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Building the Panama Canal, 1903–1914

President Theodore Roosevelt oversaw the realization of a long-term United States goal—a trans-isthmian canal. Throughout the 1800s, American and British leaders and businessmen wanted to ship goods quickly and cheaply between the Atlantic and Pacific coasts.

Roosevelt on a digging machine during construction of the Panama Canal, circa 1908. (Library of Congress, Prints and Photographs Division)

To that end, in 1850 the United States and Great Britain negotiated the Clayton-Bulwer Treaty to rein in rivalry over a proposed canal through the Central American Republic of Nicaragua. The Anglo-American canal, however, never went beyond the planning stages. French attempts to build a canal through Panama (province of Colombia) advanced further. Led by Ferdinand de Lesseps—the builder of the Suez Canal in Egypt—the French began excavating in 1880. Malaria, yellow fever, and other tropical diseases conspired against the de Lesseps campaign and after 9 years and a loss of approximately 20,000 lives, the French attempt went bankrupt. In spite of such setbacks, American interest in a canal continued unabated. The Hay-Pauncefote Treaty of 1901 abrogated the earlier Clayton-Bulwer Treaty and licensed the United States to build and manage its own canal. Following heated debate over the location of the proposed canal, on June 19, 1902, the U.S. Senate voted in favor of building the canal through Panama. Within 6 months, Secretary of State John Hay signed a treaty with Colombian Foreign Minister Tomás Herrán to build the new canal. The financial terms were unacceptable to Colombia’s congress, and it rejected the offer.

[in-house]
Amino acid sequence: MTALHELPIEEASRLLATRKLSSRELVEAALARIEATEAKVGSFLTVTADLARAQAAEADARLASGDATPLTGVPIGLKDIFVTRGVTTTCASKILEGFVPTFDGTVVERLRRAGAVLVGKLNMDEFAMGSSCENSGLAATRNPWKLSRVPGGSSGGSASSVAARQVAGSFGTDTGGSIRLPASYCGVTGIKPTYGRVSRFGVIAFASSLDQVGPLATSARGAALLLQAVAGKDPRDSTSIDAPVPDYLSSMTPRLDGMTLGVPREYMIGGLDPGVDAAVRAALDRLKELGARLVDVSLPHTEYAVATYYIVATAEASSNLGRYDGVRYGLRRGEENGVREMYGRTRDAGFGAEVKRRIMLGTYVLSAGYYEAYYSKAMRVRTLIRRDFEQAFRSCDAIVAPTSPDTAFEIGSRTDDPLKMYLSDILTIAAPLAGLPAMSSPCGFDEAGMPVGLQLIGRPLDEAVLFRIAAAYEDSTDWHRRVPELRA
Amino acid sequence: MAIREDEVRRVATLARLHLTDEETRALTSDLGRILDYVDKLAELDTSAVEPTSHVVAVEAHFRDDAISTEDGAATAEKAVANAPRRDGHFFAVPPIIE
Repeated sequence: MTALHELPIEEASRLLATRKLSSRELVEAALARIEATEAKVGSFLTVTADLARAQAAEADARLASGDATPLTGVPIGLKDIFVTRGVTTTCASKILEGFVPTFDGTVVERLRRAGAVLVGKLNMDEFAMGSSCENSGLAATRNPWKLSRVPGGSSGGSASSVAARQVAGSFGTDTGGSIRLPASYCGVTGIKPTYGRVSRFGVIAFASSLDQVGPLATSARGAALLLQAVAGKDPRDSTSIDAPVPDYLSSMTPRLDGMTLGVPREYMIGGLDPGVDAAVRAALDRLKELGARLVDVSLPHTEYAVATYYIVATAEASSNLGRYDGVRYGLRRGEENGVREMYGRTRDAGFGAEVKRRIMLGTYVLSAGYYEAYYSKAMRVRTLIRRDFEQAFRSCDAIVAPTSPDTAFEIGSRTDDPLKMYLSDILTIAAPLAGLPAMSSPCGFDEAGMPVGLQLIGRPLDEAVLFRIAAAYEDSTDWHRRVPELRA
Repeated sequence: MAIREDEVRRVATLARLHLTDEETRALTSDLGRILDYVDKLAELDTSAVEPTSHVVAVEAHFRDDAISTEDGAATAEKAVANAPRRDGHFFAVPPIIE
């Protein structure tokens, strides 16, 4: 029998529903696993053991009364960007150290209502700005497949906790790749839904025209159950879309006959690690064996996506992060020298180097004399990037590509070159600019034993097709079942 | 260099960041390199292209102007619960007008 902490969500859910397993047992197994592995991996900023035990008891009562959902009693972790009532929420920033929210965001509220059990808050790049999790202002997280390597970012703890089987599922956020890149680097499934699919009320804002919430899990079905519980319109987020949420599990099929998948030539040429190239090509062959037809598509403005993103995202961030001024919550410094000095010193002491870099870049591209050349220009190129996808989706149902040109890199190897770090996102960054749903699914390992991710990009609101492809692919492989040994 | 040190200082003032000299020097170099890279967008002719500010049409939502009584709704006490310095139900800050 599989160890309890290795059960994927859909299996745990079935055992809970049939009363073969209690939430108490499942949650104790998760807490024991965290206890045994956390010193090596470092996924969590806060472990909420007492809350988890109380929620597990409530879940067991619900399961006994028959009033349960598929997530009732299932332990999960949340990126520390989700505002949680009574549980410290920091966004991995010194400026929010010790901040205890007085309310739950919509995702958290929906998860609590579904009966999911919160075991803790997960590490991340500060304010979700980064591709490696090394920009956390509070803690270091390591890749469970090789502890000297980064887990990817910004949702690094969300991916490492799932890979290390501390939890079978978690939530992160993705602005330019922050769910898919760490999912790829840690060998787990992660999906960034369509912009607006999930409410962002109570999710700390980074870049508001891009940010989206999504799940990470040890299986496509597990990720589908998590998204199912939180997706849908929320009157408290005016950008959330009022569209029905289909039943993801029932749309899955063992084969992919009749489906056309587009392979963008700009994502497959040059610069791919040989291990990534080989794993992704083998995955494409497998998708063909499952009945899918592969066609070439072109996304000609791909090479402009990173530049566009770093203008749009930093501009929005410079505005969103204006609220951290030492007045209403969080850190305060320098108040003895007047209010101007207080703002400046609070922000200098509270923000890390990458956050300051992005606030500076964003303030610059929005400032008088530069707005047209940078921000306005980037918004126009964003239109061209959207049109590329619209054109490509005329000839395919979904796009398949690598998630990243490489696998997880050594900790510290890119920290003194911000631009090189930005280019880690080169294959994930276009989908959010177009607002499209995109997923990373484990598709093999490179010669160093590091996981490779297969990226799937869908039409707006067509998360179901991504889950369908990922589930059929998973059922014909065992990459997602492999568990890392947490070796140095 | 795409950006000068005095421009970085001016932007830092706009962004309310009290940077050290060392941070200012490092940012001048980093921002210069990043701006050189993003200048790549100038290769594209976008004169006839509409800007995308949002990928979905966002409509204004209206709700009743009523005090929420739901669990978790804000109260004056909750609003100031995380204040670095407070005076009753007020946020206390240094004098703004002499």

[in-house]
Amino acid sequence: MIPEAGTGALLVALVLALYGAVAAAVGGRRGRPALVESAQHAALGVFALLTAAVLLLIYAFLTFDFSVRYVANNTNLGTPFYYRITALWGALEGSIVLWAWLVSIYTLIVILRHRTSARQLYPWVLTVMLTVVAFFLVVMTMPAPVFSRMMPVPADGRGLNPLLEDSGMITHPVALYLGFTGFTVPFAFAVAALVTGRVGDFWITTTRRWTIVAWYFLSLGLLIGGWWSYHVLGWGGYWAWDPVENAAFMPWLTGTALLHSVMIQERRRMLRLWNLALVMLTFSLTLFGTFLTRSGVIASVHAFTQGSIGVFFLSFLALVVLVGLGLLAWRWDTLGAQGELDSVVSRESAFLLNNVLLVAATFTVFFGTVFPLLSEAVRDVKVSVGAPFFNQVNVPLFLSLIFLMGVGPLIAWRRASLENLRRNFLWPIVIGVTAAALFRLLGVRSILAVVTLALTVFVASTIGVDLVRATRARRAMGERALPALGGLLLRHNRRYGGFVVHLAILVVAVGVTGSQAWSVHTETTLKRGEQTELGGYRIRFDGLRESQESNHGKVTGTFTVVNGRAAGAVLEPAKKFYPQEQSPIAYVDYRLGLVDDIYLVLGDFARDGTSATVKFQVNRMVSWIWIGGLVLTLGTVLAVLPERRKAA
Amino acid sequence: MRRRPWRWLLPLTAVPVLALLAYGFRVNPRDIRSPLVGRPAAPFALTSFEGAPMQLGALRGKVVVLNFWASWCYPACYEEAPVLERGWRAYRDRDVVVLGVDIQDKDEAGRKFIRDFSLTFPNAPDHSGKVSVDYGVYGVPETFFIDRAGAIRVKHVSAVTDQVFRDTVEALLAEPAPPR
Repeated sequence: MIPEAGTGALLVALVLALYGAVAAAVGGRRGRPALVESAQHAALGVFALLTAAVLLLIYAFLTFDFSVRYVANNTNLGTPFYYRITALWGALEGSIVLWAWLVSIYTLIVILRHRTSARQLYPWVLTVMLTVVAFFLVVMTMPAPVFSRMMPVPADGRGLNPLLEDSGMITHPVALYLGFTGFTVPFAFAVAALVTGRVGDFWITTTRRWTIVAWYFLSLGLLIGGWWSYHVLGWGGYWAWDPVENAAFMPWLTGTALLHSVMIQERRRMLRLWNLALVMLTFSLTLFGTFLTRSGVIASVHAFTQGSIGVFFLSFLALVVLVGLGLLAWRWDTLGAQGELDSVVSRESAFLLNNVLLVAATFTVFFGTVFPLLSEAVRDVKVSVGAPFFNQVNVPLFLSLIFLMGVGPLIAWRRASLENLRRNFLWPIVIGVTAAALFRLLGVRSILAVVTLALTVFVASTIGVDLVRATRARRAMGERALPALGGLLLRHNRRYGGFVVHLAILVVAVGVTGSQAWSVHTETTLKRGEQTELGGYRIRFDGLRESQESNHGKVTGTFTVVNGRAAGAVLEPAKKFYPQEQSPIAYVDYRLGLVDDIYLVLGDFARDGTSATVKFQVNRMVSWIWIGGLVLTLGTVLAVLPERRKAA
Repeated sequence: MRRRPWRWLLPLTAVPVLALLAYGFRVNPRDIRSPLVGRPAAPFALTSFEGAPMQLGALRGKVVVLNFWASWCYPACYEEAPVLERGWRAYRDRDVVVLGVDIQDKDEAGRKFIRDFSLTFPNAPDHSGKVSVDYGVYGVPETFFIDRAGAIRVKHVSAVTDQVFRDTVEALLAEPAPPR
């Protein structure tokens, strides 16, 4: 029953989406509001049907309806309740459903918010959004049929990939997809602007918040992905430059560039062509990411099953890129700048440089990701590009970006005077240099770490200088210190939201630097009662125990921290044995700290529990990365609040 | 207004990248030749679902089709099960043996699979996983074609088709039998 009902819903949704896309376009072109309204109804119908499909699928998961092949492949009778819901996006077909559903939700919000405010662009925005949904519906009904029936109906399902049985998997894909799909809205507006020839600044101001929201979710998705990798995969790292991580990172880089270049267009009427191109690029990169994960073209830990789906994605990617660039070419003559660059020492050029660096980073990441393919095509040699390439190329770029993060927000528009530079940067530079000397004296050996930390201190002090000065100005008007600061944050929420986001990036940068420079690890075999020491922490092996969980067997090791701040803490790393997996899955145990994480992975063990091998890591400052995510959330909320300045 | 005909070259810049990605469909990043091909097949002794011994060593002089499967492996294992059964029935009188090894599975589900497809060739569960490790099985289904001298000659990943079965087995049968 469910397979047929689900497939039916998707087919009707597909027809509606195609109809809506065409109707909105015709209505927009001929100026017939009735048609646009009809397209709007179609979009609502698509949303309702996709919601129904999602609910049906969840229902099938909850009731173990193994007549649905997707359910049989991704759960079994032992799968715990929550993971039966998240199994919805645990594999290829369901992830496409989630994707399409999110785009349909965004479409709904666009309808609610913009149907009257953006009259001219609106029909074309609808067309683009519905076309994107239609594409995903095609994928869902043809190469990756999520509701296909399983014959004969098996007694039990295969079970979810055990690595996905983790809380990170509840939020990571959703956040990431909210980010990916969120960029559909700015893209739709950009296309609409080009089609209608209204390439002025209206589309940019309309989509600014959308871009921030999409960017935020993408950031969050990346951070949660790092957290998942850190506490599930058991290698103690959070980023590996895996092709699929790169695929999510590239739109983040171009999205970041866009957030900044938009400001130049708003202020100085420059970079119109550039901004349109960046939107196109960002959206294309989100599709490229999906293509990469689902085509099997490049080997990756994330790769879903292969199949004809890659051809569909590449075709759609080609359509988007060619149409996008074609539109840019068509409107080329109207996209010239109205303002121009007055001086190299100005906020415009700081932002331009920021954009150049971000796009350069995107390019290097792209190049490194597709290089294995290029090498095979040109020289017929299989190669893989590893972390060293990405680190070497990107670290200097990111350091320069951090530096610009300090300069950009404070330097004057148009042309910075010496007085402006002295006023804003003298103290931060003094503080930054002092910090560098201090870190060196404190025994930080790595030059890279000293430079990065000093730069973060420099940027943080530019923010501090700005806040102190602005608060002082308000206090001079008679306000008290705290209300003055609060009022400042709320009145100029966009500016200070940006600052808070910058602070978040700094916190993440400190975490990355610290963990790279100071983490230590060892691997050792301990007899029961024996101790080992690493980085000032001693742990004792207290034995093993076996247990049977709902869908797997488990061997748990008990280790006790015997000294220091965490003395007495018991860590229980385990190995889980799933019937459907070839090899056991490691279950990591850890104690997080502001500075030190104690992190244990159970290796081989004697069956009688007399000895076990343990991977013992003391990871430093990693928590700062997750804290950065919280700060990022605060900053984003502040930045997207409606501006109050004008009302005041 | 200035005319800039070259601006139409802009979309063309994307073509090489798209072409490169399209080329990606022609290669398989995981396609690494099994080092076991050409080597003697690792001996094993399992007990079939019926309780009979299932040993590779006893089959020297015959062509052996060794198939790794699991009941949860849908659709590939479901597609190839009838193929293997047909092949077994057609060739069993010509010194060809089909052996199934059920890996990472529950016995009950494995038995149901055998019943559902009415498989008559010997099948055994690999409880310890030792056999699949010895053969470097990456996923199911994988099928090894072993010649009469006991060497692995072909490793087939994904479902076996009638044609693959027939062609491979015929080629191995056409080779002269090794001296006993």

President Roosevelt responded by dispatching U.S. warships to Panama City (on the Pacific) and Colón (on the Atlantic) in support of Panamanian independence. Colombian troops were unable to negotiate the jungles of the Darien Strait and Panama declared independence on November 3, 1903. The newly declared Republic of Panama immediately named Philippe Bunau-Varilla (a French engineer who had been involved in the earlier de Lesseps canal attempt) as Envoy Extraordinary and Minister Plenipotentiary. In his new role, Bunau-Varilla negotiated the Hay-Bunau-Varilla Treaty of 1903, which provided the United States with a 10-mile wide strip of land for the canal, a one-time $10 million payment to Panama, and an annual annuity of $250,000. The United States also agreed to guarantee the independence of Panama. Completed in 1914, the Panama Canal symbolized U.S. technological prowess and economic power. Although U.S. control of the canal eventually became an irritant to U.S.-Panamanian relations, at the time it was heralded as a major foreign policy achievement.